Purpose – The purpose of this paper is to explore faculty and students’ perceptions on the issue of technology-facilitated academic misconduct contemporaneously; to gain insight as to how current technologies contribute to academic misconduct, and how perceptions influence policy and practice. Design/methodology/approach – An interpretive qualitative approach was used to explore participants’ perceptions. Data were collected through observations, interviews, and document analysis. Findings – Results suggest that while faculty restrict technology in order to decrease opportunity for students to engage in academic misconduct, such technology restrictions may contribute to an increase in student rationalization. Faculty perceive that the restrictions reduce the instances of academic misconduct by reducing the opportunity technology affords. Student perceptions reflect an increase in rationalization that may result in an increase in academic misconduct that seems to be a student response to restrictive policies. Efforts to reduce academic misconduct may need to focus more on positive and proactive approaches to integrating technology rather than restricting or policing technology. Originality/value – Few studies have explored both faculty and student perceptions about the role of technology and its impact on academic misconduct contemporaneously, and few attempts have been made to qualitatively assess these issues. Findings may help guide the development of innovative teaching practices that embrace technology and provide incentives for faculty to adapt their instructional methods.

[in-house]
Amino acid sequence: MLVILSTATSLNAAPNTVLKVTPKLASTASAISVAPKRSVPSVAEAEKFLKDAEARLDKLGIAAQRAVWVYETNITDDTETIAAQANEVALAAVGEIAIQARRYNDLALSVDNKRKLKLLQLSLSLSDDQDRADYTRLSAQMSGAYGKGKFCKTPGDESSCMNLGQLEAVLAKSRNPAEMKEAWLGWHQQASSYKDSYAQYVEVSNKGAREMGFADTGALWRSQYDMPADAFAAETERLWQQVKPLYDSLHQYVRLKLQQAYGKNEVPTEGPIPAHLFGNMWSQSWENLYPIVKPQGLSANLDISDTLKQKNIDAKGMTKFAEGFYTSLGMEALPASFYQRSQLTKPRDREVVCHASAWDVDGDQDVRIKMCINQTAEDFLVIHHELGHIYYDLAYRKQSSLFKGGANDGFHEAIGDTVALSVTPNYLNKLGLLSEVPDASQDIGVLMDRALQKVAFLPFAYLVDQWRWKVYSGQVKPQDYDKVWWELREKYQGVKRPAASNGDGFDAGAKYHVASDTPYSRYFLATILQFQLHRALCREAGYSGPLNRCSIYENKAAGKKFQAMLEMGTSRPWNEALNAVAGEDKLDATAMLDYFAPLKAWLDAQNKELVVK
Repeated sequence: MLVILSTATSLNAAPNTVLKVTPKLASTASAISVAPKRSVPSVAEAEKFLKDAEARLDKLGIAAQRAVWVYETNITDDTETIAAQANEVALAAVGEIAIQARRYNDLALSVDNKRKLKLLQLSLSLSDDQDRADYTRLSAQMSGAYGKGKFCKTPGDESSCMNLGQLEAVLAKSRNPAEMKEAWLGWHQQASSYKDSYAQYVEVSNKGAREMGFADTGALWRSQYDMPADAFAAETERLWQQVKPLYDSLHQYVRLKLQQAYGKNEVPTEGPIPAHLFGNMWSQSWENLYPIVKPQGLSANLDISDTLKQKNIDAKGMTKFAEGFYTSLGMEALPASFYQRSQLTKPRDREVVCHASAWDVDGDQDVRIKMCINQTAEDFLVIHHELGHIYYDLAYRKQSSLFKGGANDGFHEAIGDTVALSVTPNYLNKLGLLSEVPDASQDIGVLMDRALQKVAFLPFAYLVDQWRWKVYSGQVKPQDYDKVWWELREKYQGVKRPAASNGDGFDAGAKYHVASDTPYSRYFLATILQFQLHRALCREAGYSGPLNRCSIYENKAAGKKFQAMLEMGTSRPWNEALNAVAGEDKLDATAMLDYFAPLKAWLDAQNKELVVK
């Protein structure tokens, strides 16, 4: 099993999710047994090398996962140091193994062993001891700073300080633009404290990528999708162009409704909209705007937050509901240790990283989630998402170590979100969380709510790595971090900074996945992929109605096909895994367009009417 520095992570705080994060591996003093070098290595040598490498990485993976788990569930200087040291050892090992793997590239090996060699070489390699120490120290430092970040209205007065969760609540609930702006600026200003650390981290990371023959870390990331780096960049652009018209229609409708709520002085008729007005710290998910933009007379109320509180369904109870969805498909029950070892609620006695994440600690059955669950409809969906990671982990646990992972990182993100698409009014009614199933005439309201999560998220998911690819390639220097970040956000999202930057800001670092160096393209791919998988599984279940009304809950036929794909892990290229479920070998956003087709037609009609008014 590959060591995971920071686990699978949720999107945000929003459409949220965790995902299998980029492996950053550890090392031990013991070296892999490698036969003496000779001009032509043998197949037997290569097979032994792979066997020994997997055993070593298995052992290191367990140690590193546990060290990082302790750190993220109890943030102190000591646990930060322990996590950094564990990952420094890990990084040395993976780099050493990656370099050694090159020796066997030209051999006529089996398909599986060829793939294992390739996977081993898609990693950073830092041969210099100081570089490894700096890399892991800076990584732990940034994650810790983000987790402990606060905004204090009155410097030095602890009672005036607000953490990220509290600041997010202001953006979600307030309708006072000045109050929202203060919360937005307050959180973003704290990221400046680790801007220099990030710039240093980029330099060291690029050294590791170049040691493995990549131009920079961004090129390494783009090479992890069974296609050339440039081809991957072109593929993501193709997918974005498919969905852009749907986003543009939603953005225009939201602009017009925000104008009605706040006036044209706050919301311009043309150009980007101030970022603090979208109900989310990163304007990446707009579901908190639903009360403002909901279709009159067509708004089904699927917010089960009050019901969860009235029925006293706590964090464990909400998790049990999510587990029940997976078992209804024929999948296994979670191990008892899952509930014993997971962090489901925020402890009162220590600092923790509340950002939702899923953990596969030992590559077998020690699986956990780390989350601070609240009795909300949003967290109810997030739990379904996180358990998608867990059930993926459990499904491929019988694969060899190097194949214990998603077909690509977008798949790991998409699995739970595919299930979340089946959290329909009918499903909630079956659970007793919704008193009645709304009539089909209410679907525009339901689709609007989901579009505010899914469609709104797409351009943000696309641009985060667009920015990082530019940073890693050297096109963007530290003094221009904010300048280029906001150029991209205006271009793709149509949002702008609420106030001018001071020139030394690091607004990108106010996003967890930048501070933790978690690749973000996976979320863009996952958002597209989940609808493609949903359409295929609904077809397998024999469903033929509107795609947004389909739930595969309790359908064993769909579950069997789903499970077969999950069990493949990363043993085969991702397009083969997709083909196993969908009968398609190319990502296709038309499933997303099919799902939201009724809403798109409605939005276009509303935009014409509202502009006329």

Journal of Applied Research in Higher Education – Emerald Publishing
Published: Apr 13, 2015